It was the 26th month in a row that the central bank has left interest rates unchanged.
UK interest rates have been kept at the record low of 0.5% again by the Bank of England's Monetary Policy Committee.
Data this week pointed to a slowdown in growth in manufacturing, construction and services, which economists took as a sign that the Bank would not change rates with the recovery still weak.
This is despite the fact that inflation is currently at 4%, double the Bank's target rate. The MPC did not reveal any new quantitative easing measures either.
Separately, the European Central Bank also held rates for the eurozone, after raising them from 1% to 1.25% last month.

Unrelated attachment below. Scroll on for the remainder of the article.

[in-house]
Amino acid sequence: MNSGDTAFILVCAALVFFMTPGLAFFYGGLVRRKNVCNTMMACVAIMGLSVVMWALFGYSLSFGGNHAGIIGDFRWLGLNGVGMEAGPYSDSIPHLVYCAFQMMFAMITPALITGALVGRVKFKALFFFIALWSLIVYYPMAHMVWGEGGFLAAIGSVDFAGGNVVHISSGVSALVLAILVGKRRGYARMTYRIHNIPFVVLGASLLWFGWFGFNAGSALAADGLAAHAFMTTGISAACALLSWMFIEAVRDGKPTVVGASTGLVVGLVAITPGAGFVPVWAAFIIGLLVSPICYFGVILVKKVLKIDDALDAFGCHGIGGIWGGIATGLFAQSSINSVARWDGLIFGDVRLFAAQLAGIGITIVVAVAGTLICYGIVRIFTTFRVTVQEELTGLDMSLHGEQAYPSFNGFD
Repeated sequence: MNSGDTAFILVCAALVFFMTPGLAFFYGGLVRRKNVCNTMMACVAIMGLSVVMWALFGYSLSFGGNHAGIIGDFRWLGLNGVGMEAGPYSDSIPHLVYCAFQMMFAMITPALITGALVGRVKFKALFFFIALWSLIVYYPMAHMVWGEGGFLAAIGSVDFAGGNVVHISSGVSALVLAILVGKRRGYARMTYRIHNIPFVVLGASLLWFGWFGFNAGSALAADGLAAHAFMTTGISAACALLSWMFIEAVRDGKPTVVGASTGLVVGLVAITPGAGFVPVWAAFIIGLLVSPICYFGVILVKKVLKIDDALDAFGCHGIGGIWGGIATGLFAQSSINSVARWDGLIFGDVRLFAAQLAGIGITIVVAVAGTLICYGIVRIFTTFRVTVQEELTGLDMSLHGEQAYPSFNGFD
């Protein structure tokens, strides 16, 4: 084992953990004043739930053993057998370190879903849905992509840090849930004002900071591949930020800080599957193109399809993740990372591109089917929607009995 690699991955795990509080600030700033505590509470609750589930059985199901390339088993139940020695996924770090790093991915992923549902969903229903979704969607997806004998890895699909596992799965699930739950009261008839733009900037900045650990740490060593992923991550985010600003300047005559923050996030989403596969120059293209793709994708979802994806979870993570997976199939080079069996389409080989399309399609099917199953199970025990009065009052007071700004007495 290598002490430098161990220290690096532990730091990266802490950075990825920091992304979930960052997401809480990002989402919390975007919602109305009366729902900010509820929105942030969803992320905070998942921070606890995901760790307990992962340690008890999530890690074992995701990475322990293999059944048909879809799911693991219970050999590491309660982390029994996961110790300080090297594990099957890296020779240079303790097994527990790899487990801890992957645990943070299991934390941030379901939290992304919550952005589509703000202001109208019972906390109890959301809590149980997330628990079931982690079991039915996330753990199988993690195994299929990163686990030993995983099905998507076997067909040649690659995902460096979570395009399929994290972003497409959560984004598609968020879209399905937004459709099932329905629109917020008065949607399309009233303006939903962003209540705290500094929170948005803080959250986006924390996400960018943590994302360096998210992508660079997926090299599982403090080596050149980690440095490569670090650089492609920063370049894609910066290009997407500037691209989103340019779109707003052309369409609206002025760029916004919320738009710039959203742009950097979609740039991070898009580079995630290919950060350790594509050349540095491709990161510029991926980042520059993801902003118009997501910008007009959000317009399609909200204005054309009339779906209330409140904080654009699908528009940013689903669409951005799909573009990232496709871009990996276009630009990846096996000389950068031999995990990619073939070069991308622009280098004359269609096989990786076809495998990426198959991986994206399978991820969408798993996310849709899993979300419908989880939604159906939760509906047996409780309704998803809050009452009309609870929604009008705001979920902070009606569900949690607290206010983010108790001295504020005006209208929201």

The Bank has faced a difficult choice - either keep interest rates low to try to aid the economic recovery, or raise them to try to cool inflation.
Raising rates takes demand out of the economy and slows down inflation.
But it also increases the cost of borrowing, and there are concerns this may tip the UK back into recession.
The economy shrank by 0.5% at the end of last year, but returned to growth in the first three months of 2011, expanding by 0.5%.
Although the Bank was widely expected to leave rates unchanged, some members of the committee have been pushing for an increase.
Extracts of article taken from the bbc.co.uk